Tree Notes is about trees -- especially native trees, trees for wildlife, and trees in history.

Friday, July 6, 2007

Principles of good forestry from 1923

Increasing the productivity of woodlands

Visiting from Please read this.

The following forestry practices are recommended in a 1923 agriculture textbook. They still seem valid today, though I've added a few notes.

1. Only the ripe [mature] trees should be selected when cutting the crops.

2. Injury to small seedlings and saplings should be avoided.

3. Diseased and misshapen trees should be removed and used either for the market or at home. [NOTE: You should ask your state forester or county extension agent how best to remove a diseased tree. Felling the tree may puff disease organisms into the air and spread the problem.]

4. The inferior trees should be removed if the space is needed for better ones. [NOTE: Avoid monoculture.]

5. A few large trees should be left to reseed the woodland.

6. Pasturing with animals that will injure the young seedlings should not be permitted.

7. Fires should be excluded and notices calling attention to fire damage to forest growth should be posted. [NOTE: I really don't know what to say about this. Fire has a role in forest ecosystems, and foresters frequently do "controlled burns." On the other hand, do you really want to have a fire in your woodlot? If you do decide to introduce fire, get some advice!]

8. The stand should be thinned so as to secure the best growth, but heavy thinning is not desirable.

9. Sprouts from stumps form stands called coppice. These should also be thinned, leaving the best sprouts.

10. Trees damaged by storm should be removed before they are attacked by insects and disease, which would spread to others.

11. Brush and waste after all cuttings should be piled and burned. [NOTE: It would be a good idea to check local burn laws before lighting up the pile.]

Source: From the chapter titled "Woodland Projects" (p.322) in The New Agriculture for High Schools by Kary C. Davis, Ph.D. Published in 1923 by J.P. Lippincott Company, Philadelphia.

Related post: When logging, get some guidelines!

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4 comments -- please add yours:

pablo said...

All of that passive voice sounds so odd to a contemporary ear, especially in a list of instructions.

I have some copies of the Missouri Conservationist magazine from the 1940s that are interesting. They speak of the benefits of planting rambling rose, a plant that has now grown out of control in the state and has official eradication programs. It also speaks of the benefits of a new insecticide called DDT.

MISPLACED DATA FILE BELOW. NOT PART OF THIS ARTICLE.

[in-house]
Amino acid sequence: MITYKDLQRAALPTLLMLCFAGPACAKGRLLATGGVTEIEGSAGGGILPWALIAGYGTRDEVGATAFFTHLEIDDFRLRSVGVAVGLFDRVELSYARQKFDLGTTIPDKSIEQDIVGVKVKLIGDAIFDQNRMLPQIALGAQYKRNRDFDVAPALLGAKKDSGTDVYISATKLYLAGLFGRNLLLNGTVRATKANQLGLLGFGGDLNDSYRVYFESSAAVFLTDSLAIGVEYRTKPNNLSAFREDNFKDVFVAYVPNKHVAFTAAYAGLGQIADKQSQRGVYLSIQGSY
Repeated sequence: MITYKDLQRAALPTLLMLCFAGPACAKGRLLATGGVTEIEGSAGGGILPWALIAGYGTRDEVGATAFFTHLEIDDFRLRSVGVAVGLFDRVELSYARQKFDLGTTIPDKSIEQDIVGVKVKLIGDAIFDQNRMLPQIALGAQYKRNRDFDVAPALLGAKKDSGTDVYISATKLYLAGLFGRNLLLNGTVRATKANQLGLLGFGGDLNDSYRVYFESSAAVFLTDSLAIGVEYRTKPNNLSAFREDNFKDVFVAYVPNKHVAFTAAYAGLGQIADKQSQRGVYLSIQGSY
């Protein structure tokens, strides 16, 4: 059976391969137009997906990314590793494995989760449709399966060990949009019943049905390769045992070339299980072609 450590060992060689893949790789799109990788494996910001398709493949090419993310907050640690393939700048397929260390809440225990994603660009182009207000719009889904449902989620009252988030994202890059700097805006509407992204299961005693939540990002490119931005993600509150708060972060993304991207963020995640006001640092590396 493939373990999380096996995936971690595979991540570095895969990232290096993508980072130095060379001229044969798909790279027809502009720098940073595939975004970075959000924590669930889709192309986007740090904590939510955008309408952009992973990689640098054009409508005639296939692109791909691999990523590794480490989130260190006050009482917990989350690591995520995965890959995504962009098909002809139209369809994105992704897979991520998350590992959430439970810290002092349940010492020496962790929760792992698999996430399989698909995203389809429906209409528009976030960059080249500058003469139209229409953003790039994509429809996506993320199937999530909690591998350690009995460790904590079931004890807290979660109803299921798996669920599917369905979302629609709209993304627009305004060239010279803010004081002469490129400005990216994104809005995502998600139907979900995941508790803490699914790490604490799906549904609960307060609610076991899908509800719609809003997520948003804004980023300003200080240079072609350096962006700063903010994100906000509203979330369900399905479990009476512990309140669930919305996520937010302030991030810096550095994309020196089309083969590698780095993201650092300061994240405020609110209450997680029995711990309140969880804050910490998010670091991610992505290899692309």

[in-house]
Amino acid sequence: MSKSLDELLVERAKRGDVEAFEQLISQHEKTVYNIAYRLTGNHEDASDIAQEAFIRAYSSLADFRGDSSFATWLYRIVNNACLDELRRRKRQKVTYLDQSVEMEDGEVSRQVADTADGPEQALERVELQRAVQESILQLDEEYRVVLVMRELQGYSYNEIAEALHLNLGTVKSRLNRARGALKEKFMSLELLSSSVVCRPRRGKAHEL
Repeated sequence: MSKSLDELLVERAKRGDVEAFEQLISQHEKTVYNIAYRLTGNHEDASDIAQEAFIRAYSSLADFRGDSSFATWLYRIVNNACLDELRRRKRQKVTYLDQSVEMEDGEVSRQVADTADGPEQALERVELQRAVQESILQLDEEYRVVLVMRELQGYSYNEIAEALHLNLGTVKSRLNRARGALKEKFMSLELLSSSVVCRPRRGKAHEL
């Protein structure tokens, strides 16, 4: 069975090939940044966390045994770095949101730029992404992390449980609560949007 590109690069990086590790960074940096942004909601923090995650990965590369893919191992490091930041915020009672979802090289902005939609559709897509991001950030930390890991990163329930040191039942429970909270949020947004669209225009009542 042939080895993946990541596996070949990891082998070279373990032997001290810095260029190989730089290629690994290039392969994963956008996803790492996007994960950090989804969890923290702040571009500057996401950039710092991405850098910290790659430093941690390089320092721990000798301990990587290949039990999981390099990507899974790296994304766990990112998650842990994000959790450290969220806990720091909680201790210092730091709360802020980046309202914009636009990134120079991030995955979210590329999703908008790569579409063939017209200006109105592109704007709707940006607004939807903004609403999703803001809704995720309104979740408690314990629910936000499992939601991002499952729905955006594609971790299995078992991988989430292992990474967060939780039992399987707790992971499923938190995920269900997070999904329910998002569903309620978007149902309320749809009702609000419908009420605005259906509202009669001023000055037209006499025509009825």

I wonder what practices we have now will be found to be terrible 50 years hence.

Genevieve said...

I am sure that we are making our share of mistakes. One bad thing is the many weed-plants that are becoming resistant to herbicides!

It remains to be seen how much harm will be done along with the good that comes from gene splicing.

I do think the public today is much more aware of the possibility of exotic species becoming invasive.

Omar said...

The forestry practices and your additions are very valid; not only in America, but in any part of the world. I only wish we follow these practices always.

Genevieve said...

Thanks for your comment, Omar. I agree -- they are sensible suggestions for any forest anywhere. These simple things could make a great difference in the health of a forest.

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Enrich your life with the study of trees.

"The power to recognize trees at a glance without examining their leaves or flowers or fruit as they are seen, for example, from the car-window during a railroad journey, can only be acquired by studying them as they grow under all possible conditions over wide areas of territory. Such an attainment may not have much practical value, but once acquired it gives to the possessor a good deal of pleasure which is denied to less fortunate travelers."

Charles Sprague Sargent (1841-1927)

Print references I frequently consult

Benvie, Sam. Encyclopedia of North American Trees. Buffalo, NY: Firefly, 2000.

Brockman, C. Frank. Trees of North America: A Guide to Field Identification. Ed. Herbert S. Zim. New York: Golden, 1986.

Cliburn, Jerry, and Ginny Clomps. A Key to Missouri Trees in Winter: An Identification Guide. Conservation Commission of the State of Missouri, 1980.

Collingwood, G. H., Warren David Brush, and Devereux Butcher. Knowing Your Trees. Washington: American Forestry Association, 1978.

Dirr, Michael. Dirr's Hardy Trees and Shrubs: an Illustrated Encyclopedia. Portland, Or.: Timber, 1997.

Elias, Thomas S. The Complete Trees of North America; Field Guide and Natural History. New York: Book Division, Times Mirror Magazines, 1980.

Grimm, William Carey. The Book of Trees;. Harrisburg, PA: Stackpole, 1962.

Hightshoe, Gary L. Native Trees, Shrubs, and Vines for Urban and Rural America: a Planting Design Manual for Environmental Designers. New York: Van Nostrand Reinhold, 1988.

Little, Elbert L. National Audubon Society Field Guide to North American Trees. New York: Chanticleer, 1996.

Martin, Alexander C., Herbert S. Zim, and Arnold L. Nelson. American Wildlife and Plants. New York: McGraw Hill, 1951.

Mitchell, Alan F., and David More. The Trees of North America. New York, NY: Facts On File Publications, 1987.

Randall, Charles E. Enjoying Our Trees. Washington: American Forestry Association, 1969.

Settergren, Carl D., and R. E. McDermott. Trees of Missouri. Columbia: University Extension, 1995.

Sternberg, Guy, and James W. Wilson. Native Trees for North American Landscapes: from the Atlantic to the Rockies. Portland: Timber, 2004.

Wharton, Mary E., and Roger W. Barbour. Trees and Shrubs of Kentucky. Lexington: University of Kentucky, 1973.

Wyman, Donald. Trees for American Gardens. New York: Macmillan, 1965.

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